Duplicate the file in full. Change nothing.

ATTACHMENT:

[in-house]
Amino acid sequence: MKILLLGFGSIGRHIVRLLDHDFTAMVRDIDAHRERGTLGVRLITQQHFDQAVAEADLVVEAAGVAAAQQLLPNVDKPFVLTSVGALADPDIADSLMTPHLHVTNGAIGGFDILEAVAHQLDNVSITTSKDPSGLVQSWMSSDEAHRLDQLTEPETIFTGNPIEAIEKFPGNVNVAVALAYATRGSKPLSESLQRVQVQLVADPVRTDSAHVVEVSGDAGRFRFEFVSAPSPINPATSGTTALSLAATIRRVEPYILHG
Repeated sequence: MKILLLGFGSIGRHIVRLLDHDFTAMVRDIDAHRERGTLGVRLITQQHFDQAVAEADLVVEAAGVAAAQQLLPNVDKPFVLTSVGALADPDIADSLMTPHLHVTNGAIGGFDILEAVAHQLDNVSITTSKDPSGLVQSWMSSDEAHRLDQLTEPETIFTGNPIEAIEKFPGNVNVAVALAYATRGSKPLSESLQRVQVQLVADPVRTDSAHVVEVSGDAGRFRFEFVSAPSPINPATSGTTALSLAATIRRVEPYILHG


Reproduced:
[in-house]
Amino acid sequence: MKILLLGFGSIGRHIVRLLDHDFTAMVRDIDAHRERGTLGVRLITQQHFDQAVAEADLVVEAAGVAAAQQLLPNVDKPFVLTSVGALADPDIADSLMTPHLHVTNGAIGGFDILEAVAHQLDNVSITTSKDPSGLVQSWMSSDEAHRLDQLTEPETIFTGNPIEAIEKFPGNVNVAVALAYATRGSKPLSESLQRVQVQLVADPVRTDSAHVVEVSGDAGRFRFEFVSAPSPINPATSGTTALSLAATIRRVEPYILHG
Repeated sequence: MKILLLGFGSIGRHIVRLLDHDFTAMVRDIDAHRERGTLGVRLITQQHFDQAVAEADLVVEAAGVAAAQQLLPNVDKPFVLTSVGALADPDIADSLMTPHLHVTNGAIGGFDILEAVAHQLDNVSITTSKDPSGLVQSWMSSDEAHRLDQLTEPETIFTGNPIEAIEKFPGNVNVAVALAYATRGSKPLSESLQRVQVQLVADPVRTDSAHVVEVSGDAGRFRFEFVSAPSPINPATSGTTALSLAATIRRVEPYILHG